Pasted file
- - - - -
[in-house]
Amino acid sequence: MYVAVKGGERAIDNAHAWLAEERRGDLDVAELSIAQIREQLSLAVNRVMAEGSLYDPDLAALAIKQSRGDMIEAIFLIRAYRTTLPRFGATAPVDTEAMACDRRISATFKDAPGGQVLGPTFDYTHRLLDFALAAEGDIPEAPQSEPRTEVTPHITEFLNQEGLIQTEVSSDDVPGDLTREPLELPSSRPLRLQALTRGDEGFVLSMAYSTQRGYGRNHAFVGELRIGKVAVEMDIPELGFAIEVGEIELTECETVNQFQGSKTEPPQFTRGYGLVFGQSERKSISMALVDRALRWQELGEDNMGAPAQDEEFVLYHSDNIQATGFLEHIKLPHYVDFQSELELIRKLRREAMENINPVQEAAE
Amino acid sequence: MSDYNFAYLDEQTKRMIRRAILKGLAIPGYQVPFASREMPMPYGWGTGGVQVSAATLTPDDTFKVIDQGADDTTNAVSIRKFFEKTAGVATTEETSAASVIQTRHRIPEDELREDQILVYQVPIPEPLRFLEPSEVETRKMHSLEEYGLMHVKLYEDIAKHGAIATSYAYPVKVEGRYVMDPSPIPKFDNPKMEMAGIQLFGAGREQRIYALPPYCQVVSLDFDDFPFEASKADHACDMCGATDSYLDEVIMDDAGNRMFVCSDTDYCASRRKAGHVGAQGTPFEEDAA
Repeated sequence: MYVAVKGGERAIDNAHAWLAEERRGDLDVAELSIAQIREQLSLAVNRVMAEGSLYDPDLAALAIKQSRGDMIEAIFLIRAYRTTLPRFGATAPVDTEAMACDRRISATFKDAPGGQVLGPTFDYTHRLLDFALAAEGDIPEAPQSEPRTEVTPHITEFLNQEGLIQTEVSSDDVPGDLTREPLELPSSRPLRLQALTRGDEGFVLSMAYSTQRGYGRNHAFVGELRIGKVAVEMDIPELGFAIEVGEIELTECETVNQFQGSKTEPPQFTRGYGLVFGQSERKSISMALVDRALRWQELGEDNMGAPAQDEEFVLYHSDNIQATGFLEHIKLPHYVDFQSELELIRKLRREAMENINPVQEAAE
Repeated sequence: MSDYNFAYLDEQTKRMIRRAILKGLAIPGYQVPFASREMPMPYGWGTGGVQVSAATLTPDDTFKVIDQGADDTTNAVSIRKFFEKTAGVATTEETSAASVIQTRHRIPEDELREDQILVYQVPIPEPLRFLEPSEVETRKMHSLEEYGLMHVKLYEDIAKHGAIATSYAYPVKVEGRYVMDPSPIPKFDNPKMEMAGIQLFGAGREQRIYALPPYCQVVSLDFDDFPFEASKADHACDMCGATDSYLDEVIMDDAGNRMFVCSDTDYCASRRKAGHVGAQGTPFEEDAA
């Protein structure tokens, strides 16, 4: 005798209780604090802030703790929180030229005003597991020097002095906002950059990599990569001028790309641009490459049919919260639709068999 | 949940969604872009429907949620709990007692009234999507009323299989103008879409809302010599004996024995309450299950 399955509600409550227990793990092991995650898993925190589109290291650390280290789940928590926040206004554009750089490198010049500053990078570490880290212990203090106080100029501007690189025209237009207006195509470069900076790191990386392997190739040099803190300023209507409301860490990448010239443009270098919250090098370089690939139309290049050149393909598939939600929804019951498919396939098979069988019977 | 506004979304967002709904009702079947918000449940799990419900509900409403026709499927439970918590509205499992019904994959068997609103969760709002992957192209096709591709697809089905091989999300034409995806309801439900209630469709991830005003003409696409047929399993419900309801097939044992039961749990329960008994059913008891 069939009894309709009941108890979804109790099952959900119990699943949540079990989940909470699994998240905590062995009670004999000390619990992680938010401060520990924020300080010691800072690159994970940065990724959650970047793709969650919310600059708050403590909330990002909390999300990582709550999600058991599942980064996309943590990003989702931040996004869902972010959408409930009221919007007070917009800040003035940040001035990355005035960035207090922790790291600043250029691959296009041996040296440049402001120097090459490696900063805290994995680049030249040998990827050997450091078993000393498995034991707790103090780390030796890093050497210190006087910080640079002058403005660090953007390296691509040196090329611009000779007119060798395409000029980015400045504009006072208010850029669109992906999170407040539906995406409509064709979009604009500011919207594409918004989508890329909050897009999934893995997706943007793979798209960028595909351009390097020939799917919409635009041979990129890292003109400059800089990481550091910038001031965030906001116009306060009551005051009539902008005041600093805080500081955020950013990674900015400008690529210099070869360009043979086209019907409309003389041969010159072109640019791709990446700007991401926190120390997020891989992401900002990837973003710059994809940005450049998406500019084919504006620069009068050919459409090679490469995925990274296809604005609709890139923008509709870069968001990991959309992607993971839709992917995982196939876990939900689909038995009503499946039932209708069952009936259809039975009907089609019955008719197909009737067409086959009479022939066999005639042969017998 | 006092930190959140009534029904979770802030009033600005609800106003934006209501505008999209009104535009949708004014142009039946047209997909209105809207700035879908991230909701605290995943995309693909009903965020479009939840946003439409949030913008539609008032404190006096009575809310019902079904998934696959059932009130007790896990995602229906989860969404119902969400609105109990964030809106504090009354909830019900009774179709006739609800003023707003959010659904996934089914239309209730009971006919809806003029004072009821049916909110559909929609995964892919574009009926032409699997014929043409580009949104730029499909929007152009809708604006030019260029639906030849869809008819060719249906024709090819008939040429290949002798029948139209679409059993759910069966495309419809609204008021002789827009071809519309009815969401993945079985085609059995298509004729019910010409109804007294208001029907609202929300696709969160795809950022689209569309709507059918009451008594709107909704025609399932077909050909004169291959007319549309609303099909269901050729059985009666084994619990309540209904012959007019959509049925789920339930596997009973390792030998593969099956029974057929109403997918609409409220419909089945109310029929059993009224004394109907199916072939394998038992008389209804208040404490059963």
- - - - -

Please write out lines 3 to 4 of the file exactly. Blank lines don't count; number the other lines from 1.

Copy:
Amino acid sequence: MSDYNFAYLDEQTKRMIRRAILKGLAIPGYQVPFASREMPMPYGWGTGGVQVSAATLTPDDTFKVIDQGADDTTNAVSIRKFFEKTAGVATTEETSAASVIQTRHRIPEDELREDQILVYQVPIPEPLRFLEPSEVETRKMHSLEEYGLMHVKLYEDIAKHGAIATSYAYPVKVEGRYVMDPSPIPKFDNPKMEMAGIQLFGAGREQRIYALPPYCQVVSLDFDDFPFEASKADHACDMCGATDSYLDEVIMDDAGNRMFVCSDTDYCASRRKAGHVGAQGTPFEEDAA
Repeated sequence: MYVAVKGGERAIDNAHAWLAEERRGDLDVAELSIAQIREQLSLAVNRVMAEGSLYDPDLAALAIKQSRGDMIEAIFLIRAYRTTLPRFGATAPVDTEAMACDRRISATFKDAPGGQVLGPTFDYTHRLLDFALAAEGDIPEAPQSEPRTEVTPHITEFLNQEGLIQTEVSSDDVPGDLTREPLELPSSRPLRLQALTRGDEGFVLSMAYSTQRGYGRNHAFVGELRIGKVAVEMDIPELGFAIEVGEIELTECETVNQFQGSKTEPPQFTRGYGLVFGQSERKSISMALVDRALRWQELGEDNMGAPAQDEEFVLYHSDNIQATGFLEHIKLPHYVDFQSELELIRKLRREAMENINPVQEAAE